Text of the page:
God Has Spoken, So We Must Obey Him
In the biblical perspective, we have not heard God rightly unless we do what he says. Deuteronomy 5:1 says, “And Moses called all Israel, and said unto them, Hear, O Israel, the statutes and judgments which I speak in your ears this day, that ye may learn them, and keep, and do them.” Deuteronomy 6:3 says, “Hear therefore, O Israel, and be careful to do them” (ESV). Allan Harman writes, “Not only were the people of Israel to listen to the stipulations of the covenant, but they were to order their lives in obedience to them.”1
Deuteronomy describes the theological task as a work of remembrance, which refers not to bare mental impressions upon the memory, but to perpetually and faithfully embracing God’s Word to direct one’s life according to his covenant,2 as opposed to forgetting the Lord and his covenant.3 Spiritual remembrance produces obedient action: “And thou shalt remember . . . and thou shalt observe and do these statutes” (Deut. 16:12). Conversely, forgetting God and his covenant results in disobedience: “Beware that thou forget not the Lord thy God, in not keeping his commandments, and his judgments, and his statutes, which I command thee this day” (8:11). Ignatius wrote about AD 100, “Study, therefore, to be established in the doctrines of the Lord and the apostles, that so all things, whatsoever ye do, may prosper both in the flesh and spirit; in faith and love; in the Son, and in the Father, and in the Spirit.”4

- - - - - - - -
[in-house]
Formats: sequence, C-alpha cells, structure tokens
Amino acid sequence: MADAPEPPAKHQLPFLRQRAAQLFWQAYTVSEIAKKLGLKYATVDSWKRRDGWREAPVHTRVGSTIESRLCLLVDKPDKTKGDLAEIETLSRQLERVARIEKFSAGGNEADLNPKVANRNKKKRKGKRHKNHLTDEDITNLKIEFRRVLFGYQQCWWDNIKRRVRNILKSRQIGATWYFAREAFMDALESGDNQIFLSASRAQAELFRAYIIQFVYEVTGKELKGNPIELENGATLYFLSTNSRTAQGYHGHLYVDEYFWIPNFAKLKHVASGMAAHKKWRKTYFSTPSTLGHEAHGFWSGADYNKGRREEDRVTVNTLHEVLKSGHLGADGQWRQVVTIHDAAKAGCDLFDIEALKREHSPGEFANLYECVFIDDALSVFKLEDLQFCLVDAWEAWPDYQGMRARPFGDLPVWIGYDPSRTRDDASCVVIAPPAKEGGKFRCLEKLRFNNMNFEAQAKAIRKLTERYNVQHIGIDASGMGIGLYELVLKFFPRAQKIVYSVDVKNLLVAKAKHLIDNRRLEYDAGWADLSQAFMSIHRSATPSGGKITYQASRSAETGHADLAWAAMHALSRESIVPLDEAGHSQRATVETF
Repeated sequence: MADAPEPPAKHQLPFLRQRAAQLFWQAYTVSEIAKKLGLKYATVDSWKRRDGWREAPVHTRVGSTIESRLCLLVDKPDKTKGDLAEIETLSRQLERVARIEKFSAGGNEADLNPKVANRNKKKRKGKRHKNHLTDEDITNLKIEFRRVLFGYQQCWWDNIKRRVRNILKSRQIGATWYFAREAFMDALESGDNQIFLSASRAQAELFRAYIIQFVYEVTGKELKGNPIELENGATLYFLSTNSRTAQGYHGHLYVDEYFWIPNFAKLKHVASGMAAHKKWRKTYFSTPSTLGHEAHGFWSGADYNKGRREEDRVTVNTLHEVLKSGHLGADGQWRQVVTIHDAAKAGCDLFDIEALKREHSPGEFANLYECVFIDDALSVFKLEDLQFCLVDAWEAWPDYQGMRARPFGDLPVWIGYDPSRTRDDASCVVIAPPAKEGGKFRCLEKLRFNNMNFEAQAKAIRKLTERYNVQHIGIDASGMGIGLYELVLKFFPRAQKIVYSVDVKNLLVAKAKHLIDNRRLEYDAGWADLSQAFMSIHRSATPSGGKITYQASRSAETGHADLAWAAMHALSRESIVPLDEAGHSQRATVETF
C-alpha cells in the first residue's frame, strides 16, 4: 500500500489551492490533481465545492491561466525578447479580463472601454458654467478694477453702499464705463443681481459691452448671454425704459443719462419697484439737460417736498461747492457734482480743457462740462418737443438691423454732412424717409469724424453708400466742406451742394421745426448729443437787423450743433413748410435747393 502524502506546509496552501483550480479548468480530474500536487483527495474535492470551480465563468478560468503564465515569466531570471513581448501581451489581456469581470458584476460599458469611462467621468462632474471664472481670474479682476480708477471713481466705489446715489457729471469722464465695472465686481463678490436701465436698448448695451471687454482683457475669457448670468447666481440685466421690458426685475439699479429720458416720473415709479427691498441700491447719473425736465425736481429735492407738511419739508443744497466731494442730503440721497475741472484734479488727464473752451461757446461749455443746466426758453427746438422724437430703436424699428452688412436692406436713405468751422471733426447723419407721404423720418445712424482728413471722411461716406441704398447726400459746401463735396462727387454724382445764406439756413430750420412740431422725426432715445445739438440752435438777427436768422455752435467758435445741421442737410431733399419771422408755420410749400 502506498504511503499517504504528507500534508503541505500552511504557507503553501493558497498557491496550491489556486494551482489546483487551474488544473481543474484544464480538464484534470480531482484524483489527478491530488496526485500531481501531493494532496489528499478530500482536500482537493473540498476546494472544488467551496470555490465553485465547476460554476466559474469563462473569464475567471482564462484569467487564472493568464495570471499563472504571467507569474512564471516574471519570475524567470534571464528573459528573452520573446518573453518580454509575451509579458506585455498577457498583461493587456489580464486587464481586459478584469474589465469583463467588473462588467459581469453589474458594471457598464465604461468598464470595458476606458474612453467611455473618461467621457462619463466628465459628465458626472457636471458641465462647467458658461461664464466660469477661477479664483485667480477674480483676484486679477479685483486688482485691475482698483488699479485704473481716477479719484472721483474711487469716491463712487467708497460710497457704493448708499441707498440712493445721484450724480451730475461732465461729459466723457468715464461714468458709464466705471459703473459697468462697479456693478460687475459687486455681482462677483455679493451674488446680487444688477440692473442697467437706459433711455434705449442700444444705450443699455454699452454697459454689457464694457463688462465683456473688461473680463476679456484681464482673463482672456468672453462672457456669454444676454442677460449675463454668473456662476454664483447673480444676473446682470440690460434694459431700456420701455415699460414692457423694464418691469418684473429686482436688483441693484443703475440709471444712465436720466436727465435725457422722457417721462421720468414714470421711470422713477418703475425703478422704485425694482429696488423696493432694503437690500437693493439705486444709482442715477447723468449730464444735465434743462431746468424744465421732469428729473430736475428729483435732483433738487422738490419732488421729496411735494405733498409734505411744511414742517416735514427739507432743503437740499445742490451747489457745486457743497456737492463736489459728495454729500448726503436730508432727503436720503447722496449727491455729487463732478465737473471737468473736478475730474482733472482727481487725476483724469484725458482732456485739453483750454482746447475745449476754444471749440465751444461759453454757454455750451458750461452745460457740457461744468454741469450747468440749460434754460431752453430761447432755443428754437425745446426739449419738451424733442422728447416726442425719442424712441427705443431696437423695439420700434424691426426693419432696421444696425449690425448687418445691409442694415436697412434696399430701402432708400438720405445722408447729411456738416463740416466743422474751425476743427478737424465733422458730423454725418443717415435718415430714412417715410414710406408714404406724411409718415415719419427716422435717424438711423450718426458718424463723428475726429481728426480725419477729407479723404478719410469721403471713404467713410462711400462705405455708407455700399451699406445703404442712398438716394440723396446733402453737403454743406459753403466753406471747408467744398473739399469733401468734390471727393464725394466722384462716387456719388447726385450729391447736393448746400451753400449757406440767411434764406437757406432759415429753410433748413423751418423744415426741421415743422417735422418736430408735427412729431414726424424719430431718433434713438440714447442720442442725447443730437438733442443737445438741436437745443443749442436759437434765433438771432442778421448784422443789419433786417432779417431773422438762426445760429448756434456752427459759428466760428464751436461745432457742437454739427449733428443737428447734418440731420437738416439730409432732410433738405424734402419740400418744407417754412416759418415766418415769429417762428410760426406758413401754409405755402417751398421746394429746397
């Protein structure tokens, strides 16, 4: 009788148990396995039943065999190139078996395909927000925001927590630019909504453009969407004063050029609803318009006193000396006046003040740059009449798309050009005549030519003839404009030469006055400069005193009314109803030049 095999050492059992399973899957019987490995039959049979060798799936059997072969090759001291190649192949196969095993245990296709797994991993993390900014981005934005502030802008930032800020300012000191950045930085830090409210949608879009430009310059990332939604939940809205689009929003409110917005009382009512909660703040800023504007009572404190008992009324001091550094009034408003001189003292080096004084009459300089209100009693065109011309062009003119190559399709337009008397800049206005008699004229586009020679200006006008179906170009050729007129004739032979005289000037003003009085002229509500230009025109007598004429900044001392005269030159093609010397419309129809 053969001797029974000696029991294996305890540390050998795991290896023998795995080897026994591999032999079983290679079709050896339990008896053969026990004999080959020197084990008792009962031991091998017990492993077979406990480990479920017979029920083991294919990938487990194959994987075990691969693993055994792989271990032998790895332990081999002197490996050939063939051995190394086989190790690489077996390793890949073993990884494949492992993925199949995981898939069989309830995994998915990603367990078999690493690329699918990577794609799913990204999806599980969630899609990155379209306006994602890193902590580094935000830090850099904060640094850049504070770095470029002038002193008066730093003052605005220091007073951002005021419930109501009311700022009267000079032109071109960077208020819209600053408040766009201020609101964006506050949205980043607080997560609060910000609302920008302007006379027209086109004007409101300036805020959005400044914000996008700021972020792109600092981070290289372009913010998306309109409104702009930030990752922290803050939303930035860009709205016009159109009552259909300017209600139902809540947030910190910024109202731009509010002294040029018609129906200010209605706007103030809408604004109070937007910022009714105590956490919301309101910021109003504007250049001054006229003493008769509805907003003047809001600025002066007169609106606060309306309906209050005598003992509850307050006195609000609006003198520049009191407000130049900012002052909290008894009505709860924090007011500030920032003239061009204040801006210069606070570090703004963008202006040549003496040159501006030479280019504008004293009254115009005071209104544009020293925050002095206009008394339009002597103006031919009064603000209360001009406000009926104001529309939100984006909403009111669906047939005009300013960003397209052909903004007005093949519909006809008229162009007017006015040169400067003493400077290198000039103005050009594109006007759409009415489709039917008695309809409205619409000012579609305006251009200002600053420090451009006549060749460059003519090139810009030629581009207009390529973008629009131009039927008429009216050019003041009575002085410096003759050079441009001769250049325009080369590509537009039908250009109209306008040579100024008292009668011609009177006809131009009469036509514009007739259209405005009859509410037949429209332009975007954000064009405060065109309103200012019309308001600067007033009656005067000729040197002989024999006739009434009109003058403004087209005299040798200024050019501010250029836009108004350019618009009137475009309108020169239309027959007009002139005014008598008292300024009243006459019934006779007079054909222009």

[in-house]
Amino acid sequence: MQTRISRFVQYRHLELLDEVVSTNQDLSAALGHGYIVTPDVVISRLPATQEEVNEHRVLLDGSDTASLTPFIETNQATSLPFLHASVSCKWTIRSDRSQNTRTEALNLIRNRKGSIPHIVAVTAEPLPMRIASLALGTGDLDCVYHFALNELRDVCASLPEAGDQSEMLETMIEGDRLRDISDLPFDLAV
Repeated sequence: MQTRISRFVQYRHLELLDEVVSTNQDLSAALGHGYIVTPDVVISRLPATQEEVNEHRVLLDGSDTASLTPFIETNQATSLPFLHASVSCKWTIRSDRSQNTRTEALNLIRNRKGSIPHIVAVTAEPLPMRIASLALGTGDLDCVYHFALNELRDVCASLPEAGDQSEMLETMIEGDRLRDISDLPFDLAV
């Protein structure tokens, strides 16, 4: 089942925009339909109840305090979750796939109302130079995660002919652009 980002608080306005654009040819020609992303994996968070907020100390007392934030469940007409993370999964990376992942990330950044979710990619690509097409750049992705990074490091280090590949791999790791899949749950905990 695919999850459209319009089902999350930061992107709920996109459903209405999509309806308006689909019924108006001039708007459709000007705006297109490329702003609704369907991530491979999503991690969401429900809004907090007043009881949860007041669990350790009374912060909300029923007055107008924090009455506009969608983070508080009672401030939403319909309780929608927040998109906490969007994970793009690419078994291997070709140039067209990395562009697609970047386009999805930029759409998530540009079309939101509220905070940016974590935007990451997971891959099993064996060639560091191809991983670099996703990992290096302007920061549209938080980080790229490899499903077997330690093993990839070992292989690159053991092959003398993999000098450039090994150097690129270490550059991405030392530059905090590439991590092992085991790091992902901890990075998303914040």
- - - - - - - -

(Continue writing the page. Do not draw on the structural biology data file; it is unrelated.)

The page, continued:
The first volume in the Reformed Systematic Theology series draws on the historical theology of the Reformed tradition, exploring the first 2 of 8 central points of systematic theology with an accessible, comprehensive, and experiential approach.